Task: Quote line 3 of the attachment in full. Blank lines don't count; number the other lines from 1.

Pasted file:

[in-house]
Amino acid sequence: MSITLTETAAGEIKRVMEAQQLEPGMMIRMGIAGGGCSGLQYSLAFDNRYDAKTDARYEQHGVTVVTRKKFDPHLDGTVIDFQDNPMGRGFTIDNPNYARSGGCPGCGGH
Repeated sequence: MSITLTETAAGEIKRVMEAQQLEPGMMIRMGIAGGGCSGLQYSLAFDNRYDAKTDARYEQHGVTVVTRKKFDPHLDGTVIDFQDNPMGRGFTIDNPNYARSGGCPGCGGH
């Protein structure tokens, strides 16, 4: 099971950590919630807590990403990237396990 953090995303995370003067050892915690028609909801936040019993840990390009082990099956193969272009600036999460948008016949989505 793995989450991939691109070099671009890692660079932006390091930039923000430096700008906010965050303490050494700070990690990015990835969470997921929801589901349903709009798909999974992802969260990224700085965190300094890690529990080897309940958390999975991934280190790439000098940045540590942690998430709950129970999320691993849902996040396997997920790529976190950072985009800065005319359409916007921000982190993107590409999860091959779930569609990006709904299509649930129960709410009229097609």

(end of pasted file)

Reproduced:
Repeated sequence: MSITLTETAAGEIKRVMEAQQLEPGMMIRMGIAGGGCSGLQYSLAFDNRYDAKTDARYEQHGVTVVTRKKFDPHLDGTVIDFQDNPMGRGFTIDNPNYARSGGCPGCGGH